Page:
Who you work with matters more than where


Neil-G-pic (1)

Neil Giuliano

We live in a frenzied marketplace characterized by clutter, silos, toxic workplaces, overnight successes and a constant glorification of failure.
Former Mayor and a leader in the national LGBT movement, Neil Giuliano, gave clarity about work while addressing the ASU Lodestar Center’s annual nonprofit conference. Here is a reflection of his thoughts.

  1. Think about who you are working with rather than where. Every morning, do you want to go to work with individuals who won’t give you a chance to make a difference? If you are not accomplishing things together, even if you are working for a Fortune 100 company, you are not doing meaningful work. And, your job description won’t get you where you want to go. Reflect on this and I’m sure you will count just a handful of places where people mattered more than the job.
  2. Define yourself first or else others will define you. The only way to define yourself at your workplace is to do what you have to do and ask for forgiveness later. Great leaders  know how to set the tone and culture of an organization but there are just a handful around. So,  take leadership in your hands and do not allow tiny minds in big silos constrain you.
  3. Give time and funds to tinker. This will allow employees to bring in new ideas, improve efficiency and experiment with failure. You need to set apart some risk capital to innovate. Has any employer given you funds to tinker? Highly unlikely.
  4. Break down things at work and create substance. Stay focused and break down complex ideas into simple tasks as this is now the greatest trait in business. A car business owner told me last week that he is having a difficult time managing millennials who spend more time on their smartphones rather on the job at hand.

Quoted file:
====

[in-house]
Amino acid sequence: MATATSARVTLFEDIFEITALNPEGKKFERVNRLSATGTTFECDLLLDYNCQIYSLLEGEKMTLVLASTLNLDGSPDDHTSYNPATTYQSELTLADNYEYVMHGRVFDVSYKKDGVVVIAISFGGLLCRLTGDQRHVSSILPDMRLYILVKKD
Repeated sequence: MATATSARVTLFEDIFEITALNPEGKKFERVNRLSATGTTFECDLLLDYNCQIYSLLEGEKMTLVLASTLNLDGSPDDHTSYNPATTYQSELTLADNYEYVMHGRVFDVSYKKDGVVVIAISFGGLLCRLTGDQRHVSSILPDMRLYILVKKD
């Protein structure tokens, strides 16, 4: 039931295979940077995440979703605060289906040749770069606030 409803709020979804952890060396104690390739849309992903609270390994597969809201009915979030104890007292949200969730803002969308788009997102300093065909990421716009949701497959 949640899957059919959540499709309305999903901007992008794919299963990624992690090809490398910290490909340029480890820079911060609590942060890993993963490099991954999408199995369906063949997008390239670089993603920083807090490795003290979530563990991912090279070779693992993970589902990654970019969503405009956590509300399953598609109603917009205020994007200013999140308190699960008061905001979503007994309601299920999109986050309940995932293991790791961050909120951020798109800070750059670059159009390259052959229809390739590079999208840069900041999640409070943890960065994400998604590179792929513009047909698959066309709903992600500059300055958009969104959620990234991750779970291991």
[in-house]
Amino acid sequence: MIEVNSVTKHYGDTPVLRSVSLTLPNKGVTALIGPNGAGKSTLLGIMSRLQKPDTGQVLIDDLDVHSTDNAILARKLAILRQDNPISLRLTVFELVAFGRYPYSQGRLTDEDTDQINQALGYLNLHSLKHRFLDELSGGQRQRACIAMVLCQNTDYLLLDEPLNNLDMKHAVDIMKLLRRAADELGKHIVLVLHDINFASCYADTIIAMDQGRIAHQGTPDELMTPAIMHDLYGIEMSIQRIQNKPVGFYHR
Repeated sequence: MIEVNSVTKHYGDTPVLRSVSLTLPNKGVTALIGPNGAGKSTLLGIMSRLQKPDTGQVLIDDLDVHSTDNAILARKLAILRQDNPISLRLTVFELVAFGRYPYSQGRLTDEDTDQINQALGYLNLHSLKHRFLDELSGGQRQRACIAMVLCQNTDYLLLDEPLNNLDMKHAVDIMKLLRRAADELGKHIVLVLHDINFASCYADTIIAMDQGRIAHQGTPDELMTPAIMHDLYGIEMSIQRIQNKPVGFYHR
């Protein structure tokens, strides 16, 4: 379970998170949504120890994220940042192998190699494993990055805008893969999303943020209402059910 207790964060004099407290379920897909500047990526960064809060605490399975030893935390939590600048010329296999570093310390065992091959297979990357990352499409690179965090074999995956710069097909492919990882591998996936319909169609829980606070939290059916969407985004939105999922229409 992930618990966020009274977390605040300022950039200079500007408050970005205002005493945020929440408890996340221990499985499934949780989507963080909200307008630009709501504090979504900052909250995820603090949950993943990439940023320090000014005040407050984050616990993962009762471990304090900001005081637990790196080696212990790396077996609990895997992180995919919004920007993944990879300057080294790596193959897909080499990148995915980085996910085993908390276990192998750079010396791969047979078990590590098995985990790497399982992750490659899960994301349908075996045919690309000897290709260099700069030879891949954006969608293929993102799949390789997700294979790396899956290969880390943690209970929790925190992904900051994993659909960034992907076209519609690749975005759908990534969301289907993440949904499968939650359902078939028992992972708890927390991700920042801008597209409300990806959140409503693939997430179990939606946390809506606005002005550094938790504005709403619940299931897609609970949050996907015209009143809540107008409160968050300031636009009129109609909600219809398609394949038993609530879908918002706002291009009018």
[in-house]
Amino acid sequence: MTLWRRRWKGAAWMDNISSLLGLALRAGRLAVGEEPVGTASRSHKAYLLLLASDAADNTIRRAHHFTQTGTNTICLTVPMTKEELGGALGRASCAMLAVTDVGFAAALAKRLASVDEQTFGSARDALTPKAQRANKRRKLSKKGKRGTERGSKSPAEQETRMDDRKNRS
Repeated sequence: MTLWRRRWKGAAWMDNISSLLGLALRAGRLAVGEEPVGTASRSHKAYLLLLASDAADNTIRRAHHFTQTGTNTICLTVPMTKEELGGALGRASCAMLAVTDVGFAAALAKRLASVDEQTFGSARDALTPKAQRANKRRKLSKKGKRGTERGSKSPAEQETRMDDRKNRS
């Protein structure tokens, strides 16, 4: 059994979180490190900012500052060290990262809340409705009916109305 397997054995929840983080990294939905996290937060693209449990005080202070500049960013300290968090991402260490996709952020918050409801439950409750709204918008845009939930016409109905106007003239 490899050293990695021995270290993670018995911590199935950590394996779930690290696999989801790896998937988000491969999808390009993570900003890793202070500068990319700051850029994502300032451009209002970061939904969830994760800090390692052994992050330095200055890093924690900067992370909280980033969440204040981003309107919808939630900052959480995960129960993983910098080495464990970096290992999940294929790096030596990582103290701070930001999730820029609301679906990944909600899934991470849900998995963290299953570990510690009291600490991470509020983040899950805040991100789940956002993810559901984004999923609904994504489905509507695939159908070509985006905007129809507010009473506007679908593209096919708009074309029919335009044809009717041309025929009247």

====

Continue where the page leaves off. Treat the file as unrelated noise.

5. Stretch, grow and take risks and do not let age constrain you. Even if you are 20 or 60, you need to work hard on constantly creating a better you. Be harder on yourself and make changes fast.
  6. In the end, take care of yourself and reflect again on who you work with rather than where. Leave the marketing and human resource folks to glorify the meaningless where.
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Building effective relationships matters


On either side of the Atlantic, the wisdom you get to build relationships with your donors is interesting to learn. This came  true when  Professor Ian Bruce, President, Center for Charity Effectiveness at London’s Cass Business School talked about the theory and practice of building effective relationships.

According to Prof. Bruce, successful relationship building has four components: establishing relationships, strengthening relationships, customer appreciation and relationship strategies. In American terms,  this  means relationship building, stewardship and ongoing donor communications.

You scan your environment to seek out the most influential people interested in your cause. Engage them well, pay close attention to their needs and consider them the most important people in your network. Prof. Bruce advises that you must be ready to talk about the negative things that are  happening at your organization and how you are trying to fix them. What are the pillars that need to be strengthened?

Often, most of us forget the common sense initiatives we need to take to build relationships. This includes reliability (deliver what you promised), responsiveness (give prompt service always), assurance (convey trust and confidence), empathy (a caring attitude), and  always make sure  that you provide the best tangible experience of your assets.

Sometimes, giving up top spots allotted to your  CEO or leadership to high value customers will help strengthen relationships. According to Prof. Bruce, this will help you build financial and social bonding with your high value customer.

His highly acclaimed book “Charity Marketing: Delivering Income, Campaigns and Services,” elaborates on the theory and practice of building effective nonprofit marketing strategies.

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